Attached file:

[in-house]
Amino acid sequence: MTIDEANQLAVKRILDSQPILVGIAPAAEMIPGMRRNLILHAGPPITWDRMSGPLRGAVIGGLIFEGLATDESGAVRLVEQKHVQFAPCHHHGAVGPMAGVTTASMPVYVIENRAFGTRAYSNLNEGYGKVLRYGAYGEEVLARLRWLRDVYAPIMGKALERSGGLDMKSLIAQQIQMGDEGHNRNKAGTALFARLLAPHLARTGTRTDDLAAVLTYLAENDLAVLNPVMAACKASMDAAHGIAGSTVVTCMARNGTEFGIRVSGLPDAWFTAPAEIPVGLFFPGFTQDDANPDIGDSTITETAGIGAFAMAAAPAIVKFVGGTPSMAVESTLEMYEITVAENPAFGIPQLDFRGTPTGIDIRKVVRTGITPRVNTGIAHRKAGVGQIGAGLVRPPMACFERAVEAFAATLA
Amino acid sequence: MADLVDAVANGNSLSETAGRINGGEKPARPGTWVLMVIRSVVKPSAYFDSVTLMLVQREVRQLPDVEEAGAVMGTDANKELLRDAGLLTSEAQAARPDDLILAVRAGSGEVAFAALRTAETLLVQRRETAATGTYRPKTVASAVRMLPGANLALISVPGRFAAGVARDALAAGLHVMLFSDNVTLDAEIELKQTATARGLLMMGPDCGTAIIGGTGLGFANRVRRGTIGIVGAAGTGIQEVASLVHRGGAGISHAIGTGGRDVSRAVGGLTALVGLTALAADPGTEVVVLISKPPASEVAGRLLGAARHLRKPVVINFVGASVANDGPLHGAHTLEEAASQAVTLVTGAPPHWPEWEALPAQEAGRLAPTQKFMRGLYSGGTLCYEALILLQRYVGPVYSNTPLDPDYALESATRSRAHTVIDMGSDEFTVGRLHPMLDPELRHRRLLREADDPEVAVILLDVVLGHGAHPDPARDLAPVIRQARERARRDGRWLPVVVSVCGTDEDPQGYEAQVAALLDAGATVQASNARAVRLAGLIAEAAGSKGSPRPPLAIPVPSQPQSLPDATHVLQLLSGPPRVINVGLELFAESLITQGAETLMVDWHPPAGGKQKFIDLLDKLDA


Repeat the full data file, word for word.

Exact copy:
[in-house]
Amino acid sequence: MTIDEANQLAVKRILDSQPILVGIAPAAEMIPGMRRNLILHAGPPITWDRMSGPLRGAVIGGLIFEGLATDESGAVRLVEQKHVQFAPCHHHGAVGPMAGVTTASMPVYVIENRAFGTRAYSNLNEGYGKVLRYGAYGEEVLARLRWLRDVYAPIMGKALERSGGLDMKSLIAQQIQMGDEGHNRNKAGTALFARLLAPHLARTGTRTDDLAAVLTYLAENDLAVLNPVMAACKASMDAAHGIAGSTVVTCMARNGTEFGIRVSGLPDAWFTAPAEIPVGLFFPGFTQDDANPDIGDSTITETAGIGAFAMAAAPAIVKFVGGTPSMAVESTLEMYEITVAENPAFGIPQLDFRGTPTGIDIRKVVRTGITPRVNTGIAHRKAGVGQIGAGLVRPPMACFERAVEAFAATLA
Amino acid sequence: MADLVDAVANGNSLSETAGRINGGEKPARPGTWVLMVIRSVVKPSAYFDSVTLMLVQREVRQLPDVEEAGAVMGTDANKELLRDAGLLTSEAQAARPDDLILAVRAGSGEVAFAALRTAETLLVQRRETAATGTYRPKTVASAVRMLPGANLALISVPGRFAAGVARDALAAGLHVMLFSDNVTLDAEIELKQTATARGLLMMGPDCGTAIIGGTGLGFANRVRRGTIGIVGAAGTGIQEVASLVHRGGAGISHAIGTGGRDVSRAVGGLTALVGLTALAADPGTEVVVLISKPPASEVAGRLLGAARHLRKPVVINFVGASVANDGPLHGAHTLEEAASQAVTLVTGAPPHWPEWEALPAQEAGRLAPTQKFMRGLYSGGTLCYEALILLQRYVGPVYSNTPLDPDYALESATRSRAHTVIDMGSDEFTVGRLHPMLDPELRHRRLLREADDPEVAVILLDVVLGHGAHPDPARDLAPVIRQARERARRDGRWLPVVVSVCGTDEDPQGYEAQVAALLDAGATVQASNARAVRLAGLIAEAAGSKGSPRPPLAIPVPSQPQSLPDATHVLQLLSGPPRVINVGLELFAESLITQGAETLMVDWHPPAGGKQKFIDLLDKLDA